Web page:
“Fake It Until You Make It” – The Pitfalls
Confidence is good. Blatantly lying about your abilities in return for client spend is immoral at best and will only lead to short-term success, says Lewis Murawski of Kahootz Media…
As a digital marketing agency owner myself, I am often targeted with ads from individuals, self-confessed legends of the world and suchlike telling me how I can earn a gazillion pounds a day from the comfort of my own swimming pool. It’s bloody annoying to see people, some of whom I have met in real life, lie and mislead general members of the public to follow their blueprint to success. If you want to access this top secret content it will cost you anything from $100-$10,000+!
I am writing this to tell you now, a large percentage of these people are not living the dream. Some are couch surfing and living on a minimal day to day budget. Nothing wrong with that you might say… Unless people are investing in their advice because they think they’re millionaires with numerous big deals coming in, that is! A picture can speak a thousand words… or a dozen mistruths.
I am going to explain how to best distinguish between the fakers and the doers in an online world bursting with content and mixed messages.
In this article I cover some common ‘fake it until you make it’ situations that are found in the digital marketing industry and how to identify the fake from the genuine to help your business and personal brand succeed.
Digital Marketing ‘Experts’
Be A Doer And Not A Talker…
With some of the most successful entrepreneurs ever born such as Richard Branson telling us the following “If somebody offers you an amazing opportunity but you are not sure you can do it, say yes – then learn how to do it later!” It is no wonder people are applying the fake it until you make it mentality to every day life and wooing clients by telling them yes to every single request. Richard’s mentality is to say yes and take risks, but they are always calculated and backed up by his knowledge and abilities. Richard also adds that he is a “doer and not a talker”. Eventually, you’ll have to back up your claims that you can deliver results so read between the lines and don’t say yes to things that you have no ability or intention of being able to complete.
Fake it Until You Make It: Self-Improvement Gurus
From the most famous self-improvement gurus including Gary Vaynerchuk and Tony Robbins, to the lesser known online entrepreneurs that feel tell you to give up your job and follow their advice TODAY.
The self-improvement industry is growing considerably. People are generally keener than ever to learn how to craft an alternative lifestyle to the traditional 9-5 grind. However, the way in which they want to learn this is changing. They are fed up with paying for information and it having no tangible positive effect on their life. In fact, they know it could have a negative impact and make them even more confused about the recipe to their personal success story.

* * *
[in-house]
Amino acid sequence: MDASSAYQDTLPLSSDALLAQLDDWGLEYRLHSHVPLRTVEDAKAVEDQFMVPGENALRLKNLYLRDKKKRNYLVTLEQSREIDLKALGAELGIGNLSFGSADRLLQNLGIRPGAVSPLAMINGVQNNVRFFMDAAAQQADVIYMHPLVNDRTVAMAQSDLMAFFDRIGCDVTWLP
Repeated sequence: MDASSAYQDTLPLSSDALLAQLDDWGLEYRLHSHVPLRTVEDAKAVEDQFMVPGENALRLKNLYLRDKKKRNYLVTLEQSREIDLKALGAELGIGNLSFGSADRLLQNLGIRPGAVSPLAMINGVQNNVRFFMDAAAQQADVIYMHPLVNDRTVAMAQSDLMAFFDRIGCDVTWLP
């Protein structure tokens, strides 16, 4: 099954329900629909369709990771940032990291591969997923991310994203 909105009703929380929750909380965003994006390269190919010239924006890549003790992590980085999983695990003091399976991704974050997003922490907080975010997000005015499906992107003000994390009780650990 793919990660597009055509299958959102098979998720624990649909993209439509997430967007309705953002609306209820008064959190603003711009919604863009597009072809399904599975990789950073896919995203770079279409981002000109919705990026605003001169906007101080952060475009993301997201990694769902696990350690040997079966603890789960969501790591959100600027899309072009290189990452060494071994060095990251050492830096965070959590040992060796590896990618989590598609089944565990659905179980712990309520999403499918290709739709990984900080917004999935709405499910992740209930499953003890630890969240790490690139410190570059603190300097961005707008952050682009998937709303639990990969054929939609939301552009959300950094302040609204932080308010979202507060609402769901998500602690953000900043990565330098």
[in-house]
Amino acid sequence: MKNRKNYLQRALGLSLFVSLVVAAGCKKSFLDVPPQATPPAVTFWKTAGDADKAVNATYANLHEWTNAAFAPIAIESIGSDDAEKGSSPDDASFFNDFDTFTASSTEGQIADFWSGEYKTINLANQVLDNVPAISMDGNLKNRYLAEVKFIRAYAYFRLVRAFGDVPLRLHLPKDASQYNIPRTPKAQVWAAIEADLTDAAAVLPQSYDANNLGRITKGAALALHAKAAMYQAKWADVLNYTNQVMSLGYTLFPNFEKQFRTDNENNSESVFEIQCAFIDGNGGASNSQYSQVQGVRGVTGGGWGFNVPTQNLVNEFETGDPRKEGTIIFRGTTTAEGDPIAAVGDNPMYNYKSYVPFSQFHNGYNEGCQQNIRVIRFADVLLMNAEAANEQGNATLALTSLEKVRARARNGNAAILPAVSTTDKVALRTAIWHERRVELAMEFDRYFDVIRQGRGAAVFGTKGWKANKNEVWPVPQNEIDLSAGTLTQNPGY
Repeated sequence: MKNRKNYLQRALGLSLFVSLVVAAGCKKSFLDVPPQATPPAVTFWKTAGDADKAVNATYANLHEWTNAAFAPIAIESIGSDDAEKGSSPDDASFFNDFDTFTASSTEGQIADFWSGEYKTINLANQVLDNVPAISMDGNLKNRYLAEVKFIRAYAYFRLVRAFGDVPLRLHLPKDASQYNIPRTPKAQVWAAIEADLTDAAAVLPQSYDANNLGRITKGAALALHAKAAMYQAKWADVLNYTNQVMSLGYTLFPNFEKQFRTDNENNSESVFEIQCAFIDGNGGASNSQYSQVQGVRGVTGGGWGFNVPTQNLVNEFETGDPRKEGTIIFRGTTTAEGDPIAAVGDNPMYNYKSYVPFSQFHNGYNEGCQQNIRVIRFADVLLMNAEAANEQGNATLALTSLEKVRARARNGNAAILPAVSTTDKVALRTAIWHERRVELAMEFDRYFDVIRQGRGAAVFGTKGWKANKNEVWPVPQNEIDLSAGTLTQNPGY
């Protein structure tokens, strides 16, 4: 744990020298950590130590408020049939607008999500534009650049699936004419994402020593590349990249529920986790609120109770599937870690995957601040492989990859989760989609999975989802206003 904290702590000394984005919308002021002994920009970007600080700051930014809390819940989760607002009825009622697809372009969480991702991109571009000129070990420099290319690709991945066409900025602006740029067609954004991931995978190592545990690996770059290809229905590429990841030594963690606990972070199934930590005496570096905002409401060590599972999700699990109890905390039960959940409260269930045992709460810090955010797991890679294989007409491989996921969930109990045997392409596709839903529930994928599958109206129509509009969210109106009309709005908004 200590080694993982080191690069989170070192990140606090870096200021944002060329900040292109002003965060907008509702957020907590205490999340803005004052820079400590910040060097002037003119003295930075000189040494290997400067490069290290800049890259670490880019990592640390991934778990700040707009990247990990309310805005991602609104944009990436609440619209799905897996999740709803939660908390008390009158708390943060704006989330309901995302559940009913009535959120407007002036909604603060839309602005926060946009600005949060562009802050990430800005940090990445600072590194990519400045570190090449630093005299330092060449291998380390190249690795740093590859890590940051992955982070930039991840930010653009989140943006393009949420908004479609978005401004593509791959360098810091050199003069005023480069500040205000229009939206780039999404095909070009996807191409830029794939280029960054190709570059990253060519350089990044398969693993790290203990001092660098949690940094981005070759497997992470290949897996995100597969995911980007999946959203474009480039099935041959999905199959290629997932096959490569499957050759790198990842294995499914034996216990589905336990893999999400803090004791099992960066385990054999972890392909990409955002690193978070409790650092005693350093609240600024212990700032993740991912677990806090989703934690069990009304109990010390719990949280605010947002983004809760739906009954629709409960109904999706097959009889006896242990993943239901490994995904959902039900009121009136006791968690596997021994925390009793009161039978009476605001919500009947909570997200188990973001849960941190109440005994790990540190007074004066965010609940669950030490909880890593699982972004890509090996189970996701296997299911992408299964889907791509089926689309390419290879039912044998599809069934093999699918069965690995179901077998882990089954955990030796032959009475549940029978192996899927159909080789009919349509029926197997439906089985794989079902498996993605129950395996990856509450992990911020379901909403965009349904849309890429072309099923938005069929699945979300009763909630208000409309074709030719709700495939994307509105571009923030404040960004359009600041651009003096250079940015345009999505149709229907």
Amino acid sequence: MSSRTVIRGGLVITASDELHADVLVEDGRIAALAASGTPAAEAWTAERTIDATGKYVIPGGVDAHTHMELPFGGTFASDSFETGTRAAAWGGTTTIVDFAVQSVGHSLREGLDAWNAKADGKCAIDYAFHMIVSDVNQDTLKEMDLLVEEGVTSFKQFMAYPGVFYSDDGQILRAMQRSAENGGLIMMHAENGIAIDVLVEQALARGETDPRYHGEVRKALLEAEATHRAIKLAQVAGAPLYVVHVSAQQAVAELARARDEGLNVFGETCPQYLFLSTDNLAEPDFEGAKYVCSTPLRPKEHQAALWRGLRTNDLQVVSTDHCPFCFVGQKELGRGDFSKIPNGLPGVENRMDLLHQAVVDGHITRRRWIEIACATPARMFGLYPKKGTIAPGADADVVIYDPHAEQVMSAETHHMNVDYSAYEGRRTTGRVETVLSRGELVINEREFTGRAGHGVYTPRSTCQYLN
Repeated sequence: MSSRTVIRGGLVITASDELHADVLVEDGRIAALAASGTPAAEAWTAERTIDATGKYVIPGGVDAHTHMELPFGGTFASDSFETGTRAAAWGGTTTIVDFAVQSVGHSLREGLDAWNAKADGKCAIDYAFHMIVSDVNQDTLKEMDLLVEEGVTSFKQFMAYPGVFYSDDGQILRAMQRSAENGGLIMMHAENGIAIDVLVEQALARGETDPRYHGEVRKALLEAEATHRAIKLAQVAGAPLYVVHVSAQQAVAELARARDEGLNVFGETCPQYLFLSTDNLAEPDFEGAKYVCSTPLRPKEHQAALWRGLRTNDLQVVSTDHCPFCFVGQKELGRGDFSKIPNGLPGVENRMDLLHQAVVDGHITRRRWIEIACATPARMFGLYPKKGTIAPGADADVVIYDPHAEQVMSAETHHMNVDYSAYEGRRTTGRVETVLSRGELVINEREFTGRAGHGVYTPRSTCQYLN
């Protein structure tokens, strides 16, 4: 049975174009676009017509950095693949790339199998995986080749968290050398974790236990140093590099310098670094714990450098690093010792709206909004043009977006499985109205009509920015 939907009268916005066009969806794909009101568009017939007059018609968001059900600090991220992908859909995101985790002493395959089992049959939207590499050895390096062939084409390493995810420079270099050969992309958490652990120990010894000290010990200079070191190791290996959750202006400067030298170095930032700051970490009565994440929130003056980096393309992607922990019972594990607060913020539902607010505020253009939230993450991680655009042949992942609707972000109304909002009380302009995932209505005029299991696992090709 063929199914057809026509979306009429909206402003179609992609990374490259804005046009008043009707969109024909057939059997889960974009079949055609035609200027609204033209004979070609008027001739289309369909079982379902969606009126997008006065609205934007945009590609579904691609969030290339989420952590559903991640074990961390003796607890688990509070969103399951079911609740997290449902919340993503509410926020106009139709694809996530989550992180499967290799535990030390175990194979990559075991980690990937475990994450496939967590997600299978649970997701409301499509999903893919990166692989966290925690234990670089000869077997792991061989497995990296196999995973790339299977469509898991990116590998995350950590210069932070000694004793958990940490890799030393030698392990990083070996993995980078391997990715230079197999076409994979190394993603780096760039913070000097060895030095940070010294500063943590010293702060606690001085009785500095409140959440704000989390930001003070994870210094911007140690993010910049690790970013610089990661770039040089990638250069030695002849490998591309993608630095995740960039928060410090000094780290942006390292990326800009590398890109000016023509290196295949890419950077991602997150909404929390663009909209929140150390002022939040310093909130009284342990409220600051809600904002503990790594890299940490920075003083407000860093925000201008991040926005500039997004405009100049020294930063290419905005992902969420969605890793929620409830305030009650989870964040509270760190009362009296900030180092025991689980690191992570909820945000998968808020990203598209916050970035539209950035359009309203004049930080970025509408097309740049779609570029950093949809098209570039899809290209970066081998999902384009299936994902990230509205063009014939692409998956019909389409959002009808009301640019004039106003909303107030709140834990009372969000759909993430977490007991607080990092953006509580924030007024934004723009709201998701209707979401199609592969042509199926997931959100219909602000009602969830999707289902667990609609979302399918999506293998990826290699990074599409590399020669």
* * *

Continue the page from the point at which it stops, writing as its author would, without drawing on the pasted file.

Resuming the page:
Consumers are desperately trying to understand who are the genuine experts of the industry, and those that rely on the power of attraction (looks, charm or both) to woo sign ups to their get rich quick scheme.
Anyone can purchase courses from the majority of gurus claiming to change peoples’ lives. The trouble with that is, only a small percentage of people are actually capable of putting it into action. Regardless of how golden the information provided is, only a tiny percentage of people are capable of achieving the same success (if it is even real in the first place). As brutal as it sounds – not everyone is cut out to work for themselves, run a digital marketing agency, or coping with being 10,000 miles away from their family for extended periods while sat on a beach. As someone who has genuinely spent 6 months on a beach before I can tell you honestly – it’s not as good as you might think. It beats sitting in an unhappy office environment for sure, but the challenges are different. Challenges such as self-discipline – work still has to be completed, building business relationships (many of the people you need to network with are in their offices and not on beaches in Asia) and battling boredom. Newsflash: Sitting on a beach all the time is boring.
Above: Neil Patel – a leading online marketer
Building a personal brand so that you can sell your own courses doesn’t have to mean flash cars, expensive watches and glamorous locations. It’s aspirational for many in today’s society to see financial success and some get lured into thinking they can achieve it overnight. However, being authentic is key to building a long-term and sustainable personal brand. Take Neil Patel as an example in the digital marketing world. Arguably the most linked to SEO / digital marketing professional in the world. He dresses casually, and posts nearly all his video on a plain coloured background. No lambos, and no 360 view of a penthouse apartment in Monaco. Just very easy to digest and useful content. Whatever your views of Neil (he is often accused of rehashing other peoples’ content) he ranks consistently for all manner of digital marketing subjects and has one of the largest audiences around.
Before even considering investing in any self-improvement courses or seminars ask yourself the following…
Are you ready to work, often at unsociable times, to achieve your goals?
Do you have the mental toughness to slog it out in the long-run?
Can you face rejection head on and turn it into a positive?
Do you have a source of income that will supplement your learning / side hustle?
What aspect of this course will help you achieve your goals?
Is there a mentor that can help you reach your goals rather than a self-improvement course?
Could this money and time be spent more effectively elsewhere?
Fake it Until You Make It: Social Media Influencer Scams
I wondered if scam was too strong a word for this section. However, it is the perfect word for describing what some so-called ‘influencers’ are doing to rid unknowing people of their hard-earned cash.
For those that may not be aware, an influencer is an individual with the potential to influence your target consumer and market to buy something or take other action. Influencers usually have a following in a specific niche. This could be fitness, lifestyle, food, or any manner of subjects. Influencers range from micro-influencers, with small but targeted followings, to celebrity style influencers (think Ronaldo, Kim Kardashian etc) with more general audiences.